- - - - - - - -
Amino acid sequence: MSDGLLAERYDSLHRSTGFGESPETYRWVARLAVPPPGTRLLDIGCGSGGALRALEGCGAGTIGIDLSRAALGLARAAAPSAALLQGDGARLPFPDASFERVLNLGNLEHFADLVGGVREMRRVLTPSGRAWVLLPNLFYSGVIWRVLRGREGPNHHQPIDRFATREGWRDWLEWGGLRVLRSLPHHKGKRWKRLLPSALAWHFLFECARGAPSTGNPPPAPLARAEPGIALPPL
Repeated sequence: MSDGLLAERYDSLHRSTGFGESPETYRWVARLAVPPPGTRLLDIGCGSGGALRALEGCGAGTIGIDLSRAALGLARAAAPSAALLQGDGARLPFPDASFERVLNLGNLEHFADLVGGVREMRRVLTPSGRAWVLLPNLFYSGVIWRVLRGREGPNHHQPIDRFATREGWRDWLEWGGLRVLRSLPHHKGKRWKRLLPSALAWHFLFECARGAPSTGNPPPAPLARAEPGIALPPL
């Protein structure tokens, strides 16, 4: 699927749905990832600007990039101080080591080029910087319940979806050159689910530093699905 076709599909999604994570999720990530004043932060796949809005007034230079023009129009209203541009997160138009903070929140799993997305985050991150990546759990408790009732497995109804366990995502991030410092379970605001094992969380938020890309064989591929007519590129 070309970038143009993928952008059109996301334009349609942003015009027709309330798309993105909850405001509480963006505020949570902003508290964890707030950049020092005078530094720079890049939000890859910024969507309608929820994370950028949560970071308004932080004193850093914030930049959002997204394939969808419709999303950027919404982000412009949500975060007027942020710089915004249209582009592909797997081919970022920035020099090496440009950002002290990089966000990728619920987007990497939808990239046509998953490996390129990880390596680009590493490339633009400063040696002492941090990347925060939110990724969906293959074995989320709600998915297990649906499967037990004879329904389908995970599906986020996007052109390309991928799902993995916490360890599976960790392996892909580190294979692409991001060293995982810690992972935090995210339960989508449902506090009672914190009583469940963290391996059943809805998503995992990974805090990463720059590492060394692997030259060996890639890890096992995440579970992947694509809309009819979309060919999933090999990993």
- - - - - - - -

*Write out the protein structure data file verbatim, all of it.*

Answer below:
Amino acid sequence: MSDGLLAERYDSLHRSTGFGESPETYRWVARLAVPPPGTRLLDIGCGSGGALRALEGCGAGTIGIDLSRAALGLARAAAPSAALLQGDGARLPFPDASFERVLNLGNLEHFADLVGGVREMRRVLTPSGRAWVLLPNLFYSGVIWRVLRGREGPNHHQPIDRFATREGWRDWLEWGGLRVLRSLPHHKGKRWKRLLPSALAWHFLFECARGAPSTGNPPPAPLARAEPGIALPPL
Repeated sequence: MSDGLLAERYDSLHRSTGFGESPETYRWVARLAVPPPGTRLLDIGCGSGGALRALEGCGAGTIGIDLSRAALGLARAAAPSAALLQGDGARLPFPDASFERVLNLGNLEHFADLVGGVREMRRVLTPSGRAWVLLPNLFYSGVIWRVLRGREGPNHHQPIDRFATREGWRDWLEWGGLRVLRSLPHHKGKRWKRLLPSALAWHFLFECARGAPSTGNPPPAPLARAEPGIALPPL
């Protein structure tokens, strides 16, 4: 699927749905990832600007990039101080080591080029910087319940979806050159689910530093699905 076709599909999604994570999720990530004043932060796949809005007034230079023009129009209203541009997160138009903070929140799993997305985050991150990546759990408790009732497995109804366990995502991030410092379970605001094992969380938020890309064989591929007519590129 070309970038143009993928952008059109996301334009349609942003015009027709309330798309993105909850405001509480963006505020949570902003508290964890707030950049020092005078530094720079890049939000890859910024969507309608929820994370950028949560970071308004932080004193850093914030930049959002997204394939969808419709999303950027919404982000412009949500975060007027942020710089915004249209582009592909797997081919970022920035020099090496440009950002002290990089966000990728619920987007990497939808990239046509998953490996390129990880390596680009590493490339633009400063040696002492941090990347925060939110990724969906293959074995989320709600998915297990649906499967037990004879329904389908995970599906986020996007052109390309991928799902993995916490360890599976960790392996892909580190294979692409991001060293995982810690992972935090995210339960989508449902506090009672914190009583469940963290391996059943809805998503995992990974805090990463720059590492060394692997030259060996890639890890096992995440579970992947694509809309009819979309060919999933090999990993």